Rubaiyat of a Persian Kitten

Mark TWAIN   |   Oliver HERFORD

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Item#: 124882 price:$16,500.00

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“WE COME LIKE KITTENS AND LIKE CATS WE GO”: THE RUBAIYAT OF A PERSIAN KITTEN, INSCRIBED BY MARK TWAIN TO HIS DAUGHTER

TWAIN, Mark. The Rubaiyat of a Persian Kitten. New York: Charles Scribner's Sons, 1904. Small octavo, original printed gray boards rebacked, original spine laid down. Housed in a custom half morocco clamshell box. $16,500.

First edition, presentation copy from Mark Twain to his daughter, boldly inscribed by Twain on the front pastedown, “Clara Clemens from one of her principal friends—her father.”

Herford's playful satire of the The Rubaiyat of Omar Khayyam, beautifully illustrated by him, follows the adventures of a Persian kitten in search of milk who encounters a series of calamities ("And that Inverted Bowl of Skyblue Delf/ That helpless lies upon the Pantry Shelf—/ Lift not your eyes to It for help, for It/ Is quite as empty as you are yourself"). Herford, English-born cartoonist, illustrator, poet, author and wit, was a regular contributor to such magazines as Harper's Weekly and Punch. He evidently was acquainted with Twain, as he had given a copy of his first book, Artful Anticks, to the family and had inscribed it to Twain or perhaps to Clara "in memory of Dec. 25th 1901" and in it drew a small picture of a cat, which he identified as "not a good cat but my own." 1904, the year in which the Rubaiyat of a Persian Kitten appeared, was a difficult one for the Clemens family. Livy, who had never fully recovered from the tragic death of daughter Susy in 1897 of meningitis, died after a long illness in June. Clara attempted to run the household and to "fulfill her mother's role while her father still grieved his favorite daughter's loss and openly claimed to hate the human race after the loss of his wife" (Trombly). Subsequently, the 30-year-old Clara had a nervous breakdown and had to be sequestered in a sanitarium for over a year. During her convalescence, Twain was not allowed much access to his daughter, with whom he had had a close but stormy relationship. It is possible that Twain gave this volume to Clara during this period, as there is recorded another copy of the same title that he also gave her in 1904, inscribing it "Clara—from Bambino, 1904." With 35 full-page illustrations by the author on the rectos opposite the text on the versos.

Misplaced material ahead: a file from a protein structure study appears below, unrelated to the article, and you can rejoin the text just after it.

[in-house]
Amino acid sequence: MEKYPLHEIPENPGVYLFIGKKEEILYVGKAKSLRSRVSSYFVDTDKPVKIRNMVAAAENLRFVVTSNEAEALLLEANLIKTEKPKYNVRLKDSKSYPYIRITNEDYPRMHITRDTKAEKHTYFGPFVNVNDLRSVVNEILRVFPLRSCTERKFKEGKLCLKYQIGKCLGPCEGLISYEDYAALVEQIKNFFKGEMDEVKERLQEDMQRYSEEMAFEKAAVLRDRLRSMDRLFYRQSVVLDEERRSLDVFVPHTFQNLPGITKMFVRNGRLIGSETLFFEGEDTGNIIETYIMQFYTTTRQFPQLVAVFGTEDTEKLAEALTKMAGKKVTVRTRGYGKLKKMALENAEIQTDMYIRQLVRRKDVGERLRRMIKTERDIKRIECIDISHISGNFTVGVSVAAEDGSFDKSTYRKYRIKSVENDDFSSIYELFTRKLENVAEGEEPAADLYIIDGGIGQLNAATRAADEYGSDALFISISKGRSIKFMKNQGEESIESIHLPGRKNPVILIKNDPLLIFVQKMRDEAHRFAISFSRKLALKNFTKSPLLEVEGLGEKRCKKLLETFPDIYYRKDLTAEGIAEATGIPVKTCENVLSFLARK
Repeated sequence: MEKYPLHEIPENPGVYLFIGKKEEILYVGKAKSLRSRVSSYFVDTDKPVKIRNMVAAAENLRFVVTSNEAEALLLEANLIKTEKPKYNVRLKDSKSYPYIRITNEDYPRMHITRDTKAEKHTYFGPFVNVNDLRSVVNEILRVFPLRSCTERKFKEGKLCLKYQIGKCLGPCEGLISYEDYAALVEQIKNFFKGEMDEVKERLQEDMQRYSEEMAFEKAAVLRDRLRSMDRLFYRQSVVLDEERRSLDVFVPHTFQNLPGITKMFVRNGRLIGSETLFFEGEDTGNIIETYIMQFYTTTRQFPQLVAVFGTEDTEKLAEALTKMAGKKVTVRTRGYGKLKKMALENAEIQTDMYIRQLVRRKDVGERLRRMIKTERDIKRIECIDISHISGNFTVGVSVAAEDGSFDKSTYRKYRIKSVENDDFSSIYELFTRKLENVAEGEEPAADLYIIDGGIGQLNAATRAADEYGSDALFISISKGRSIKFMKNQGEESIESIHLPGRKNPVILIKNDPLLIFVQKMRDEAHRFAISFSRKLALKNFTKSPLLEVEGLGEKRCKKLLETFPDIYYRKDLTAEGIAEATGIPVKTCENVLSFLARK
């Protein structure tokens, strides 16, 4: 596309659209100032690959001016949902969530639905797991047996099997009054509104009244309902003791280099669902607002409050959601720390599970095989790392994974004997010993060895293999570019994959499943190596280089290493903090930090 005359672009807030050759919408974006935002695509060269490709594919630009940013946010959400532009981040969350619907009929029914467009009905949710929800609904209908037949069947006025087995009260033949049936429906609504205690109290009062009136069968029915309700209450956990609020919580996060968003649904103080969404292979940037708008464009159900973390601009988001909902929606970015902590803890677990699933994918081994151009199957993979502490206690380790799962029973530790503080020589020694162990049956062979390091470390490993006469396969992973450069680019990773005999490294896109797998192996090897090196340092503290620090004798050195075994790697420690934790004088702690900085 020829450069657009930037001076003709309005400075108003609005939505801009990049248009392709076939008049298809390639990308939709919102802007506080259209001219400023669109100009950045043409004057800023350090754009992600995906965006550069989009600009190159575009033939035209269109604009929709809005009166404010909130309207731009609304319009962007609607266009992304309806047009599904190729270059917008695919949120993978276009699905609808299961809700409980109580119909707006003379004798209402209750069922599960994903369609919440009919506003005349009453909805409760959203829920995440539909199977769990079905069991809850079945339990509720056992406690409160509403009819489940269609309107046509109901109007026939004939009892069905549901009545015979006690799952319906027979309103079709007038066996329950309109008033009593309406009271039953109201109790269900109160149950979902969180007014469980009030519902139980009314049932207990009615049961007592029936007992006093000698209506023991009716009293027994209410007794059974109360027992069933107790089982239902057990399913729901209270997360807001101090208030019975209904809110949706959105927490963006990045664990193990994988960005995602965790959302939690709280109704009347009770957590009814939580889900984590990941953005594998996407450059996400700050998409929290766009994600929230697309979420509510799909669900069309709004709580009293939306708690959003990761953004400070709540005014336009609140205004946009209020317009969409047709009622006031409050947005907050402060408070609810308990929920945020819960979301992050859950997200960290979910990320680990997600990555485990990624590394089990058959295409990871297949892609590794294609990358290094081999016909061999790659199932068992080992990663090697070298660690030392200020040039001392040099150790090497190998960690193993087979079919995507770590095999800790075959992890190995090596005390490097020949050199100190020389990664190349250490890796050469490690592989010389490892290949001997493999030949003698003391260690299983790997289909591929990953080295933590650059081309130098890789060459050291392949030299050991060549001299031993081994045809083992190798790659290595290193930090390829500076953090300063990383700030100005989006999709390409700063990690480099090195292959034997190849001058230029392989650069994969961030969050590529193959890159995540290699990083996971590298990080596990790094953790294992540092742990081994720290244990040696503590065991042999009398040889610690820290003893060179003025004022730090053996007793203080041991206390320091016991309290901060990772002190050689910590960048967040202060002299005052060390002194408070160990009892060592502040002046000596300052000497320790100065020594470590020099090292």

Interior fine. Expertly rebacked, with half of original spine laid down, with some loss of text. A wonderful association copy.

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